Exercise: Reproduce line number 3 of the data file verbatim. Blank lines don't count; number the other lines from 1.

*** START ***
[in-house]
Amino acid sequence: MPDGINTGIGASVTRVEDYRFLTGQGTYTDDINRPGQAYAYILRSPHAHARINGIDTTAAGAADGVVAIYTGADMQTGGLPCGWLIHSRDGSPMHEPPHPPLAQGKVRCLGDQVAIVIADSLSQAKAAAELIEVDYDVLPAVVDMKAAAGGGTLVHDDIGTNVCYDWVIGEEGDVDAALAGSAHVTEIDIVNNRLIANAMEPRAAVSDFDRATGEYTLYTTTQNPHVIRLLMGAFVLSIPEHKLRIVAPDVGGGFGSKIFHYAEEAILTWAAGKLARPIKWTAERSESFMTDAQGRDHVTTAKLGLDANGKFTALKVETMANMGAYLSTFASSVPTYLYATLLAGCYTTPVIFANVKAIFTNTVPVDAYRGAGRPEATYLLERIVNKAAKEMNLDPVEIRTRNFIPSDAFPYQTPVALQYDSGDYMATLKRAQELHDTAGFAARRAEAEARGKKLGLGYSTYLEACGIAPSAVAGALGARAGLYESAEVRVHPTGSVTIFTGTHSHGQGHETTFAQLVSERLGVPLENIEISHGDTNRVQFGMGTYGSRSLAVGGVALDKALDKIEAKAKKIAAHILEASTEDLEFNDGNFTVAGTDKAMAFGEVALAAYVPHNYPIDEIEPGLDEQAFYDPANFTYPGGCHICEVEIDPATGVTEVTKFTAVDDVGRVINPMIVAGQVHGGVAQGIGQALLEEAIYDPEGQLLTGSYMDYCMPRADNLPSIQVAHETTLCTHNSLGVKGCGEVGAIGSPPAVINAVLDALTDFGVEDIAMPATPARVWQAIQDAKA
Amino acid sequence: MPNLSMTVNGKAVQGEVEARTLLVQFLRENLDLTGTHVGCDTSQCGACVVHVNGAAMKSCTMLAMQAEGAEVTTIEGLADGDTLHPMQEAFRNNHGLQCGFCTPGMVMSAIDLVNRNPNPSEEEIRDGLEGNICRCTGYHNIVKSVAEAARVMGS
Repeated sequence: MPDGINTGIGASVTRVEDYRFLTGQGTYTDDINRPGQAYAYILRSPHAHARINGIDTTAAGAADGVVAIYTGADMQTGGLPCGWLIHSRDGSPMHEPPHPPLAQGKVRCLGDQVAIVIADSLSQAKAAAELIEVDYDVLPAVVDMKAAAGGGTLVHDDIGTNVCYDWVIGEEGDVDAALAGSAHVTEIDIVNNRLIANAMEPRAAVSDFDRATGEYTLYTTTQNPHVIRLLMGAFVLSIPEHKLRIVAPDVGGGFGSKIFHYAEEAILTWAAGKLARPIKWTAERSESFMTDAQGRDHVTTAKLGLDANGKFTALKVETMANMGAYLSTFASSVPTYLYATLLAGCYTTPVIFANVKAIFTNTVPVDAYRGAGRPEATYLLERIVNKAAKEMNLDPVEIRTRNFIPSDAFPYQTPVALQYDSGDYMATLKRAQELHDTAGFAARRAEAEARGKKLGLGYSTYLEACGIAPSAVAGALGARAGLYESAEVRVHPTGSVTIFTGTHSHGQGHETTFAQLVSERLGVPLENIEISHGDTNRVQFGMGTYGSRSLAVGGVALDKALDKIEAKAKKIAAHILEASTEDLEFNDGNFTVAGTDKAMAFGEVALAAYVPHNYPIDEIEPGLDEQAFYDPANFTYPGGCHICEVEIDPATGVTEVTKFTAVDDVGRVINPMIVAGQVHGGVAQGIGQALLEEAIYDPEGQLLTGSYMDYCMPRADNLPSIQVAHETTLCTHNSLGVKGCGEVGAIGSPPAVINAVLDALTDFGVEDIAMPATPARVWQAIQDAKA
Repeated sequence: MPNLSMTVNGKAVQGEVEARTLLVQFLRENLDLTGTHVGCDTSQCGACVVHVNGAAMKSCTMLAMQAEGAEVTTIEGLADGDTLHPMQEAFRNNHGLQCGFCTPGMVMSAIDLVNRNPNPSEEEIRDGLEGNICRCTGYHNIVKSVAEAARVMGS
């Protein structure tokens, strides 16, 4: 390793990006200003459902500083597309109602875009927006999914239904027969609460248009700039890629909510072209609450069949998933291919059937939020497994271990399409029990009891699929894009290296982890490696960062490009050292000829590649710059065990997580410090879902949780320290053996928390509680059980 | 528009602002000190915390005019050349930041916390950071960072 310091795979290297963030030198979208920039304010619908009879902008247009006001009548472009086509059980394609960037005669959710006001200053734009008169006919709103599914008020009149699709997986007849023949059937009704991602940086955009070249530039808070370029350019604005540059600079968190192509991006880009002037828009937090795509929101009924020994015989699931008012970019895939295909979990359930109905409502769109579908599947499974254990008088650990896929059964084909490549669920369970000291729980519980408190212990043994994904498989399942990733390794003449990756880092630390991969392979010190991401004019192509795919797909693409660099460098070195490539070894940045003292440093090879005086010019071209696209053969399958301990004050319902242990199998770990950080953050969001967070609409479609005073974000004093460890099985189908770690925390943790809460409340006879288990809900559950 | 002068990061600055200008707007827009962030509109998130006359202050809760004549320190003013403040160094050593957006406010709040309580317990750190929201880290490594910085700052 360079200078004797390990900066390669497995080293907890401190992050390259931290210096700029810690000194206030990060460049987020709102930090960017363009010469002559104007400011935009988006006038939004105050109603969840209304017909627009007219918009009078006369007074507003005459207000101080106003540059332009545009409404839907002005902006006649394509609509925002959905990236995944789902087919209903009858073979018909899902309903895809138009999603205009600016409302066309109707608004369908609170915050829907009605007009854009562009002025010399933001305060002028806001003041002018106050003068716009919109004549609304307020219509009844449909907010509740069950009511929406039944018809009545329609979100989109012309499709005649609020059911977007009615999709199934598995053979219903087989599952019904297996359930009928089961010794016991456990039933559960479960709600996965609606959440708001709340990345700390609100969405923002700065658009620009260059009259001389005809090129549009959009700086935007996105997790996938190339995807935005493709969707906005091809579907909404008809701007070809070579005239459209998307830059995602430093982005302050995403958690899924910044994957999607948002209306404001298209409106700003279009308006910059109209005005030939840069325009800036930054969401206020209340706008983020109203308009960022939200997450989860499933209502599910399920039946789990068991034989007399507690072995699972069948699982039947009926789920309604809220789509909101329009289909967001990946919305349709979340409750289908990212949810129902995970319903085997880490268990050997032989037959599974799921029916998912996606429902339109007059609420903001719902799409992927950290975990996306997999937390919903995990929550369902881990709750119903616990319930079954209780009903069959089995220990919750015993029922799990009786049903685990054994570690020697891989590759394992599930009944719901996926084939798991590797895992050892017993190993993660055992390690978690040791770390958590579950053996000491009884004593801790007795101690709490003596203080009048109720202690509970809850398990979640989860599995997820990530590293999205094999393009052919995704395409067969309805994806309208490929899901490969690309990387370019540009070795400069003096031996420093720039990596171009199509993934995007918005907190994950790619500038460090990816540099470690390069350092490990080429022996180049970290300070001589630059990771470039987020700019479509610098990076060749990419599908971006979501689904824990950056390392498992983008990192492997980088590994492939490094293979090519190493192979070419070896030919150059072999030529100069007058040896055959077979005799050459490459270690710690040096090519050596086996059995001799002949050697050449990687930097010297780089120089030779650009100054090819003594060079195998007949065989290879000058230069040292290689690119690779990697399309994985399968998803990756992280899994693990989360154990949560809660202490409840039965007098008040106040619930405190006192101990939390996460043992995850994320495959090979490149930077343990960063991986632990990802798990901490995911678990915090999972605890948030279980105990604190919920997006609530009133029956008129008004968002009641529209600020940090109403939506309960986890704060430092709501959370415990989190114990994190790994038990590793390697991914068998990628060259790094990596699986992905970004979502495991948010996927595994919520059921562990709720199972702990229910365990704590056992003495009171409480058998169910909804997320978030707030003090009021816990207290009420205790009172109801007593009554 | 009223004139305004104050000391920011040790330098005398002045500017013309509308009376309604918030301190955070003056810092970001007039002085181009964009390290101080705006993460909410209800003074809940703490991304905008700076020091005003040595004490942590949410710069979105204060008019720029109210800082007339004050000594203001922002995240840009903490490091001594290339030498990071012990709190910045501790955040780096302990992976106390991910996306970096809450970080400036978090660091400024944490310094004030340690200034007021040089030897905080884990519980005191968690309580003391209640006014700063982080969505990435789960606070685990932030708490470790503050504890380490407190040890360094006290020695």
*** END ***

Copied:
Amino acid sequence: MPNLSMTVNGKAVQGEVEARTLLVQFLRENLDLTGTHVGCDTSQCGACVVHVNGAAMKSCTMLAMQAEGAEVTTIEGLADGDTLHPMQEAFRNNHGLQCGFCTPGMVMSAIDLVNRNPNPSEEEIRDGLEGNICRCTGYHNIVKSVAEAARVMGS